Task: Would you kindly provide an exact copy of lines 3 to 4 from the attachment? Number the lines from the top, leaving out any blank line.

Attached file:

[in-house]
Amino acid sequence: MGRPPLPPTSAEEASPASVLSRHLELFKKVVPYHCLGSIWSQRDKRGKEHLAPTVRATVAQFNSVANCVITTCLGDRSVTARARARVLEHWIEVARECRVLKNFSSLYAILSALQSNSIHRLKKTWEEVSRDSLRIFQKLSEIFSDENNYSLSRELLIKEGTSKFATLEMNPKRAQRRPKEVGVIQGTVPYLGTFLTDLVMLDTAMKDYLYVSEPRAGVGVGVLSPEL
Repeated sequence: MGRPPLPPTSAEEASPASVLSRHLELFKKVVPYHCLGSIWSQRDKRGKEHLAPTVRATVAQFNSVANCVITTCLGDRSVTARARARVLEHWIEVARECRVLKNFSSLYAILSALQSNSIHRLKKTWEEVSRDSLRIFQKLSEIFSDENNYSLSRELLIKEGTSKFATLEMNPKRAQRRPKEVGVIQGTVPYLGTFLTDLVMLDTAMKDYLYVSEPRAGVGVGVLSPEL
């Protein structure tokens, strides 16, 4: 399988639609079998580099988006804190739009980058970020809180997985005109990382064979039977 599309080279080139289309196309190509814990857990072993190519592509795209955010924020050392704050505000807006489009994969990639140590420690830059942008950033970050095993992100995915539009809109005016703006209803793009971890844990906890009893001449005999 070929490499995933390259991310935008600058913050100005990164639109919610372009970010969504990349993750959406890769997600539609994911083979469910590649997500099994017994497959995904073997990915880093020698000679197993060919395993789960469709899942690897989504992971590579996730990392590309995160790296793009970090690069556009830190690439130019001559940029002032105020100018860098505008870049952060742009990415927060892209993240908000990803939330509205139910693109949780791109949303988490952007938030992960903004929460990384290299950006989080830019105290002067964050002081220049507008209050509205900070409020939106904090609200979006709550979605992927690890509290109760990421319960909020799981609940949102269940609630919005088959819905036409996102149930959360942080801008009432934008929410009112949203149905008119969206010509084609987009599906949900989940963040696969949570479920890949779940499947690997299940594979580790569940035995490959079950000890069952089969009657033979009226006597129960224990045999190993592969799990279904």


Repeated sequence: MGRPPLPPTSAEEASPASVLSRHLELFKKVVPYHCLGSIWSQRDKRGKEHLAPTVRATVAQFNSVANCVITTCLGDRSVTARARARVLEHWIEVARECRVLKNFSSLYAILSALQSNSIHRLKKTWEEVSRDSLRIFQKLSEIFSDENNYSLSRELLIKEGTSKFATLEMNPKRAQRRPKEVGVIQGTVPYLGTFLTDLVMLDTAMKDYLYVSEPRAGVGVGVLSPEL
């Protein structure tokens, strides 16, 4: 399988639609079998580099988006804190739009980058970020809180997985005109990382064979039977 599309080279080139289309196309190509814990857990072993190519592509795209955010924020050392704050505000807006489009994969990639140590420690830059942008950033970050095993992100995915539009809109005016703006209803793009971890844990906890009893001449005999 070929490499995933390259991310935008600058913050100005990164639109919610372009970010969504990349993750959406890769997600539609994911083979469910590649997500099994017994497959995904073997990915880093020698000679197993060919395993789960469709899942690897989504992971590579996730990392590309995160790296793009970090690069556009830190690439130019001559940029002032105020100018860098505008870049952060742009990415927060892209993240908000990803939330509205139910693109949780791109949303988490952007938030992960903004929460990384290299950006989080830019105290002067964050002081220049507008209050509205900070409020939106904090609200979006709550979605992927690890509290109760990421319960909020799981609940949102269940609630919005088959819905036409996102149930959360942080801008009432934008929410009112949203149905008119969206010509084609987009599906949900989940963040696969949570479920890949779940499947690997299940594979580790569940035995490959079950000890069952089969009657033979009226006597129960224990045999190993592969799990279904």